SAN DIEGO — Antonia Brenner, an American nun who was raised in Beverly Hills and abandoned a life of privilege to live in a notorious Mexican prison, has died at the age of 86.
Brenner died Thursday at the Tijuana convent of Eudist Servants of the 11th Hour, which she founded, said Sister Anne Marie Maxfield.
Brenner had been ill with a weak heart and myasthenia gravis, a neuromuscular condition.
Brenner first visited La Mesa State Penitentiary in 1965 on a trip to provide medicine and supplies to hospitals in Tijuana, just across the U.S. border from San Diego.
She moved into the prison 12 years later when she was 50, holding individual counseling sessions, leading pep rallies at the prison church, and doing countless small tasks for inmates over decades.
Known as “Prison Angel,” she lived in a cell with a view of the guard tower. Located at the end of the dark hallway, it barely had room for a cot, desk and folding chair.
She moved out in her final years as her health declined but remained a regular presence at the prison and a beloved figure among Tijuana’s powerful and powerless until she died.
Brenner was born Mary Clarke in Los Angeles, the second of three children. Her father made a fortune selling office supplies to defense contractors during World War II. The family lived in Beverly Hills and had an 11-bedroom, ocean-view summer home in Laguna Beach, south of Los Angeles. Later, she moved to Ventura County, her last home before the prison.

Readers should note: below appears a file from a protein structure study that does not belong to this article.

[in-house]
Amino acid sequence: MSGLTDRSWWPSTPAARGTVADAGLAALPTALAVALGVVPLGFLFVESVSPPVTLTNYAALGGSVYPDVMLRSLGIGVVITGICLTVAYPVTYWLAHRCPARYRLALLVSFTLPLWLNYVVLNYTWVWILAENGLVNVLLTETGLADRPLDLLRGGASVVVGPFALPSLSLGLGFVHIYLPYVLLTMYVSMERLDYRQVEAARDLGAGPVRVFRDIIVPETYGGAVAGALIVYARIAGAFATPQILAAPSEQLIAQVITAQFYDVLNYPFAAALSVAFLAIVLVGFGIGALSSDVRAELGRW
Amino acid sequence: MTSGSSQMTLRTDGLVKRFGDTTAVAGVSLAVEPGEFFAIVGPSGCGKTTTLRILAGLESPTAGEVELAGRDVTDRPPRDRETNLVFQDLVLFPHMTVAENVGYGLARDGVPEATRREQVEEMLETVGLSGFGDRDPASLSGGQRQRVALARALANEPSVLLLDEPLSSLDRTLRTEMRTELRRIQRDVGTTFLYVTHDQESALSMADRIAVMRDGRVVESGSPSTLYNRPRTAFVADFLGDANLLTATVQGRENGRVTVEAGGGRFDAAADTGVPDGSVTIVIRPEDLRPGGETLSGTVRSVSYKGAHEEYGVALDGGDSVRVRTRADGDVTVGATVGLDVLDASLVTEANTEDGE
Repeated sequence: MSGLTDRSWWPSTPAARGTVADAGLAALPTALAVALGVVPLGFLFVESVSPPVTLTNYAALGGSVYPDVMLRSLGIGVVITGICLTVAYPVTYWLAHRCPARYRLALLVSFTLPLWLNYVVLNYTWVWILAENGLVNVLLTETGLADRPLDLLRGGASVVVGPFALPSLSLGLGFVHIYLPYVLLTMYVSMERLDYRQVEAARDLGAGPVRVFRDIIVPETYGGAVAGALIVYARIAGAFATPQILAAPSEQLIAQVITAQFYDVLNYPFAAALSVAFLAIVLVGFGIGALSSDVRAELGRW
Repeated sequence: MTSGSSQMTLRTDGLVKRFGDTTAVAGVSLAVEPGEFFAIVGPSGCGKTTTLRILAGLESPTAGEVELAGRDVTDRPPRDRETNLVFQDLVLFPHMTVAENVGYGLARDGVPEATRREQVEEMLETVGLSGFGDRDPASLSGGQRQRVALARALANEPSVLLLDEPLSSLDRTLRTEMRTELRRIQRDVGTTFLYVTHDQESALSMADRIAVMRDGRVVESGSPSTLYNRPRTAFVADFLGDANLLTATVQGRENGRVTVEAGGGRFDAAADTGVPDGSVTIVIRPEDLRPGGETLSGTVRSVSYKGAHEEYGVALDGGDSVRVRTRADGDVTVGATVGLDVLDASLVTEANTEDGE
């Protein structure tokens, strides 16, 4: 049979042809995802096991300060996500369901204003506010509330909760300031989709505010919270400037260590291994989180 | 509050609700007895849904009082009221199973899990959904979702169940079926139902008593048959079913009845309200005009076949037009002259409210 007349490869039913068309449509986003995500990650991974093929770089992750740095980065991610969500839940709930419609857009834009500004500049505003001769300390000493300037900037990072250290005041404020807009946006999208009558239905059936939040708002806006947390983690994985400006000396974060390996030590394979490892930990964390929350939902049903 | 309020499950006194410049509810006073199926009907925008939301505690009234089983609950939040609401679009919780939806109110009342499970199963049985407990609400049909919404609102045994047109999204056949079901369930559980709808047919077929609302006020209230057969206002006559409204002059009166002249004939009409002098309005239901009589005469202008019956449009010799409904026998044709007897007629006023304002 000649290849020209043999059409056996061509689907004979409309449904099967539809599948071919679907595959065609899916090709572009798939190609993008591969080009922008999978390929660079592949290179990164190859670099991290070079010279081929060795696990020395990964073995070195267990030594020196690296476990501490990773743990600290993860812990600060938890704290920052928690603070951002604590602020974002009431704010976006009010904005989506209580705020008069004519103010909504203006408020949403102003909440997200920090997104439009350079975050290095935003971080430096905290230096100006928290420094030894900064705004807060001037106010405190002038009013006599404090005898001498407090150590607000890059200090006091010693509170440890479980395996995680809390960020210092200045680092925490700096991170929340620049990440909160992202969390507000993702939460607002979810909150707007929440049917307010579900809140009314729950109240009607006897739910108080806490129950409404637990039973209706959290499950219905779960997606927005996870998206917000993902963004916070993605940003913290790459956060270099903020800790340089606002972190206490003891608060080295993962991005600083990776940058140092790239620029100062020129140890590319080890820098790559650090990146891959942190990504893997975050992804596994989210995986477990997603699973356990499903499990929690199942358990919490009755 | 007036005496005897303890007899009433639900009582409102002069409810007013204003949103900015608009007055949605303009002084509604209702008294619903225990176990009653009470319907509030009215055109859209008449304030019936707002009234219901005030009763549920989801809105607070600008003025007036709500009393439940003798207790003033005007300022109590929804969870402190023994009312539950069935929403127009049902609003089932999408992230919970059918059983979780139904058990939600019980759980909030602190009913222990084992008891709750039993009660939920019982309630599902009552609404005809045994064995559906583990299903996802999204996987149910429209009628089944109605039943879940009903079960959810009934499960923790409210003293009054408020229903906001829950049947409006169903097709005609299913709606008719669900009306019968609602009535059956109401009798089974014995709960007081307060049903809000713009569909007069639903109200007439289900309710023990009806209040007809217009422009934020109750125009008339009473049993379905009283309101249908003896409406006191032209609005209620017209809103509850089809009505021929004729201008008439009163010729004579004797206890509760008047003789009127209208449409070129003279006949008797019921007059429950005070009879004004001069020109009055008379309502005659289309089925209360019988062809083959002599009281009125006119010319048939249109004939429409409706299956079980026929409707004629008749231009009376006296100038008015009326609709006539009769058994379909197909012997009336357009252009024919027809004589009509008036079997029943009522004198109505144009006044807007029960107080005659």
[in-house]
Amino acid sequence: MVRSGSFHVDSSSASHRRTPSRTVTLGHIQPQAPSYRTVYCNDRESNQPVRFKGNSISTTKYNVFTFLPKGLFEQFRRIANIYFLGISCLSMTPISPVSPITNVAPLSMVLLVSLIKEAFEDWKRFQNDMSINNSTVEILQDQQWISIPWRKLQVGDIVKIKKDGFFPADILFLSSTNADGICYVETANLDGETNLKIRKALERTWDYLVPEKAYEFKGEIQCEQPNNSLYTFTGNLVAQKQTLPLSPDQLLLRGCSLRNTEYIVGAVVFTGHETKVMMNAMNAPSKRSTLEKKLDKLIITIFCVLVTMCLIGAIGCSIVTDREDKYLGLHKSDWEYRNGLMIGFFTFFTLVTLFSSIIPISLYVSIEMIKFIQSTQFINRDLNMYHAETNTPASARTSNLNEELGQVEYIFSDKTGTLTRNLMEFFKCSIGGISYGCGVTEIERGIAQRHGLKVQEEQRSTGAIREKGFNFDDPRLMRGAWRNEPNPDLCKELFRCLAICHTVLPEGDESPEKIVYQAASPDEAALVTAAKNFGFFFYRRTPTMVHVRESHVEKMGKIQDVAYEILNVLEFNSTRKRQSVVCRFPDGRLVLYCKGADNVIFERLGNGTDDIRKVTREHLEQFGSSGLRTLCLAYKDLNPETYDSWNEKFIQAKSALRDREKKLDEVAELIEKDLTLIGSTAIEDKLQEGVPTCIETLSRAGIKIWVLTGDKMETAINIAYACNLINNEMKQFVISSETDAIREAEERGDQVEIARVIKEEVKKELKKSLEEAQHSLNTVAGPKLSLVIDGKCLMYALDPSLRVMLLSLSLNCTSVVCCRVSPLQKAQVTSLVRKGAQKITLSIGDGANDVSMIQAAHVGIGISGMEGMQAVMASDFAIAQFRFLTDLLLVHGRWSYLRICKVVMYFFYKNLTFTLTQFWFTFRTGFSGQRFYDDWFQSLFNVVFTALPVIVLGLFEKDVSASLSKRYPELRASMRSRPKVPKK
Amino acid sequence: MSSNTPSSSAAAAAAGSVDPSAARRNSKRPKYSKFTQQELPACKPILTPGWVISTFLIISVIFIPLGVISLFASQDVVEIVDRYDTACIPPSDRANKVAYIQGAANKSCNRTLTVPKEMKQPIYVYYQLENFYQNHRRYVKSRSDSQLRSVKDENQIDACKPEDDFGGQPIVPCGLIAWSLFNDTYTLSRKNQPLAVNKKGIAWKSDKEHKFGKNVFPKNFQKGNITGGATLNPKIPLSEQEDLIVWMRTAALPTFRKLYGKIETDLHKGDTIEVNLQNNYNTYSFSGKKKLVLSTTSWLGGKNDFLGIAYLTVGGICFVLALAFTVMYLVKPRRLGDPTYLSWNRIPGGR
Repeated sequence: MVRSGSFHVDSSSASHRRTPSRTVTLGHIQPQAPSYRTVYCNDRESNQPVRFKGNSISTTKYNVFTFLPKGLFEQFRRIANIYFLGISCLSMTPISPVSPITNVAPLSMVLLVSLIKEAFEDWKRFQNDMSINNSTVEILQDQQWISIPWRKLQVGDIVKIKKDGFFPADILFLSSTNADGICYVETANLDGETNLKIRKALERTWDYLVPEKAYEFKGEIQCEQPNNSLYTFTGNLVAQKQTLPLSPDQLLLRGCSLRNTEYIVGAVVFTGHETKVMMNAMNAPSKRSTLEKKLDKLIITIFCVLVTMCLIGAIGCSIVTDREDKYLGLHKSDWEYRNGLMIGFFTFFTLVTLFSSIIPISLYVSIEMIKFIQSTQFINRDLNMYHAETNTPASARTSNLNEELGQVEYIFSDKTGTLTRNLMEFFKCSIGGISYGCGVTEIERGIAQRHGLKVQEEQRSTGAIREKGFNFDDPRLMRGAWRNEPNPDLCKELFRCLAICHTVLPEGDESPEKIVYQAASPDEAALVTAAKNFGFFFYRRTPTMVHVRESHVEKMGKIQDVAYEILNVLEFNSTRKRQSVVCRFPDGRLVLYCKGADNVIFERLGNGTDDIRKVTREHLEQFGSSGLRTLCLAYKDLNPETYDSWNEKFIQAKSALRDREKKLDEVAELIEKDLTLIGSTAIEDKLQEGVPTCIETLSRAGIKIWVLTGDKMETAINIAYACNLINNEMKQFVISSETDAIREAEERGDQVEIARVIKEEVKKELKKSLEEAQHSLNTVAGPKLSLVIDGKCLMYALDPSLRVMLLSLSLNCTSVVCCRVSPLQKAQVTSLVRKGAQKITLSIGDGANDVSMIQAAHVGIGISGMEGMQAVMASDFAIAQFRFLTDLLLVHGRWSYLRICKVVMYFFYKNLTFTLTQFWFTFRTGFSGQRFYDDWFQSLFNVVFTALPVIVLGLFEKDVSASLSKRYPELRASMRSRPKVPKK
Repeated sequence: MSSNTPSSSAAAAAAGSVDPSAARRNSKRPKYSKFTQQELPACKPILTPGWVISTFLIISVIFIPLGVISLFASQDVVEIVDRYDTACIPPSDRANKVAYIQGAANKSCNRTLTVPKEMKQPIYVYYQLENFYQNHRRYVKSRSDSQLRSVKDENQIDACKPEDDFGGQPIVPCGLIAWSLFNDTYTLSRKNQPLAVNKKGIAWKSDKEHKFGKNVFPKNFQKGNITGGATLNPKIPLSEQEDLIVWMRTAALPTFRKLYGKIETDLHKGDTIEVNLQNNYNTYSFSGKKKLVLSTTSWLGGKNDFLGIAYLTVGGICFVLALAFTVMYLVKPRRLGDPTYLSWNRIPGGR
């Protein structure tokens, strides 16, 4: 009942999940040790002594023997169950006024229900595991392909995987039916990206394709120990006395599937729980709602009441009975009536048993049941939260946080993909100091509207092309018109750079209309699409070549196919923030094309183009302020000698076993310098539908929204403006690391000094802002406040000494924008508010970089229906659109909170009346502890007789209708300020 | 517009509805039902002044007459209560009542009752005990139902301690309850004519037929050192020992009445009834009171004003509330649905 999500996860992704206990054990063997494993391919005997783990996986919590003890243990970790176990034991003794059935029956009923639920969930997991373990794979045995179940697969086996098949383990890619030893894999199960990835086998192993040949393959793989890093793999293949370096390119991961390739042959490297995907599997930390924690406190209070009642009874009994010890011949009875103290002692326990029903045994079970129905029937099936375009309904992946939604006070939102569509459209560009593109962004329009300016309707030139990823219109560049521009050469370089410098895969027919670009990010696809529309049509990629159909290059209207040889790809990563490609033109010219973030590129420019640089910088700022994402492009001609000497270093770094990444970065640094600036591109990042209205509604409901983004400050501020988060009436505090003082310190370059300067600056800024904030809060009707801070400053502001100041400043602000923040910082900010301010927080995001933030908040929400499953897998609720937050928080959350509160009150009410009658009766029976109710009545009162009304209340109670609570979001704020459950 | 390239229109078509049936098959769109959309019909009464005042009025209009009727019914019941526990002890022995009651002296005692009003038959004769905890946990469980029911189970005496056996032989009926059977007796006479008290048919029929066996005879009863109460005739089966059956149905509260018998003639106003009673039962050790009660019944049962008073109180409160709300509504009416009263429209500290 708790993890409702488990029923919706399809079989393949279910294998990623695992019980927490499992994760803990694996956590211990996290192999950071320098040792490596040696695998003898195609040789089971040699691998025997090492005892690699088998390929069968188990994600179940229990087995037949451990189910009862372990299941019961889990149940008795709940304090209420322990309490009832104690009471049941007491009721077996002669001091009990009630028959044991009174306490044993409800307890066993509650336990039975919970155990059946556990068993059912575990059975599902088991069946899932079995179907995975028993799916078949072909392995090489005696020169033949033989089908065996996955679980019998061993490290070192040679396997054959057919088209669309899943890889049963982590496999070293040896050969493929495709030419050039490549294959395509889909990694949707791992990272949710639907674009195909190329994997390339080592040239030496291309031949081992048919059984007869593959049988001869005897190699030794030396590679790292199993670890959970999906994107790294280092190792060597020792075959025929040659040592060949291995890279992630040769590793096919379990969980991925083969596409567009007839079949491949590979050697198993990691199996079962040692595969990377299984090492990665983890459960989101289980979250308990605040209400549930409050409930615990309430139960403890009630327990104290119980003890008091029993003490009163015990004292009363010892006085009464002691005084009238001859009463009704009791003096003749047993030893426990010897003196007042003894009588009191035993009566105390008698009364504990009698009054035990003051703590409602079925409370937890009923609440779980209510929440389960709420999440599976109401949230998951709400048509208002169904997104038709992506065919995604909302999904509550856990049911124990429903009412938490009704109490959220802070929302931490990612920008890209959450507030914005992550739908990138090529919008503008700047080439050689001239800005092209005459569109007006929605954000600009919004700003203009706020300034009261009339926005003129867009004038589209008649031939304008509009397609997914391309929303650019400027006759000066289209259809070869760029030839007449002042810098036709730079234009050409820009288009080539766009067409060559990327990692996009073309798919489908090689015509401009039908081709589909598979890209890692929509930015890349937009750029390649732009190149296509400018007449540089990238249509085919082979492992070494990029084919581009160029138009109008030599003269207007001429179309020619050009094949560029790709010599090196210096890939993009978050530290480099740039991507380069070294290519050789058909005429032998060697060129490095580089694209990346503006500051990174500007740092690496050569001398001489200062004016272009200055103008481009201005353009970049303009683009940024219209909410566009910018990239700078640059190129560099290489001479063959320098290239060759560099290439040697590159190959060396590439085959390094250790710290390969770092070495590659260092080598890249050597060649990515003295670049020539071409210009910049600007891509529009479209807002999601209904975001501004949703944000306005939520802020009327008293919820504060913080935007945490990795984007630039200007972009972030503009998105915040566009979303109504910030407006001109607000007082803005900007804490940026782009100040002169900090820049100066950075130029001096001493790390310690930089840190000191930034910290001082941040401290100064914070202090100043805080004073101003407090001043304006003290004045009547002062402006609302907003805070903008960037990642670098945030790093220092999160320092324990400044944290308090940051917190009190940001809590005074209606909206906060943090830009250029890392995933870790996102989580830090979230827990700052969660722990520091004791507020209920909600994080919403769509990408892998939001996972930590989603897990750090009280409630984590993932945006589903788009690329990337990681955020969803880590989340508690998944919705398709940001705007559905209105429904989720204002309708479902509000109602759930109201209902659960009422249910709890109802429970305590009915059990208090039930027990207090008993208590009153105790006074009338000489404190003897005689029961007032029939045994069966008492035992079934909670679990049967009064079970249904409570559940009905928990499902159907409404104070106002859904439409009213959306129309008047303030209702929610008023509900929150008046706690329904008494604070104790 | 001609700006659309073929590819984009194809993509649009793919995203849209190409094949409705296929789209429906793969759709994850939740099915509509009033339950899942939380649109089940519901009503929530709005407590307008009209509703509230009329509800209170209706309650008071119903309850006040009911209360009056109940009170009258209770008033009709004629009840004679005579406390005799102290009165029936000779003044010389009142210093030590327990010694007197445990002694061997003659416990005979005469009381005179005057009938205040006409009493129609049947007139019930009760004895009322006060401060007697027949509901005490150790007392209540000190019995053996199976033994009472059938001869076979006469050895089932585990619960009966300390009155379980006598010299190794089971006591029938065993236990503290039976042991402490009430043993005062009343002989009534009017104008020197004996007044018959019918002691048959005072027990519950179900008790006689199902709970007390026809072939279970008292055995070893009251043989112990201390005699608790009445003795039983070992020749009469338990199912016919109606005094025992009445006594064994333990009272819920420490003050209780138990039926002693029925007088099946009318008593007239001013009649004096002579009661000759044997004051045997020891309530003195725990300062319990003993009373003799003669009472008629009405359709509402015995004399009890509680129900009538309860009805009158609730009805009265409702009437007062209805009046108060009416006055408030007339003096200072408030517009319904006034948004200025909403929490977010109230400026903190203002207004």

After two failed marriages, Brenner immersed herself in charity work and was deeply influenced by a Los Angeles priest named Anthony Brouwers. When she became a nun in 1977 — 13 years after Brouwers died — she named herself Sister Antonia in his honor.
Brenner didn’t hesitate to intervene in thorny conflicts at the prison, which is marred by a history of violent clashes, including one in 2008 that left about two dozen inmates dead.
“I’m effective in riots because I’m not afraid, I just pray and walk into it,” she told The Associated Press in 2005. “A woman in a white veil walks in, someone they know loves them. So silence comes, explanation comes and arms go down.”
Brenner also counseled and supported prison guards and police, creating Brazos Abiertos, or Open Arms, a group that provides financial support and holiday meals to families of slain Tijuana police officers.
Alberto Licona, Tijuana’s deputy police director and president of Brazos Abiertos, said Brenner founded the group in 1997 after an inmate confided with her about killing a police officer and she sought to help the victim’s family.
Her biggest legacy is with the murderers, drug smugglers, thieves and other convicts at La Mesa. She brought bandages, soap and medicine and left with messages to their loved ones.
In 2007, the city renamed a street for her adjacent to the prison.
“Even when her health was in decline, she always found time to attend to them,” Licona said.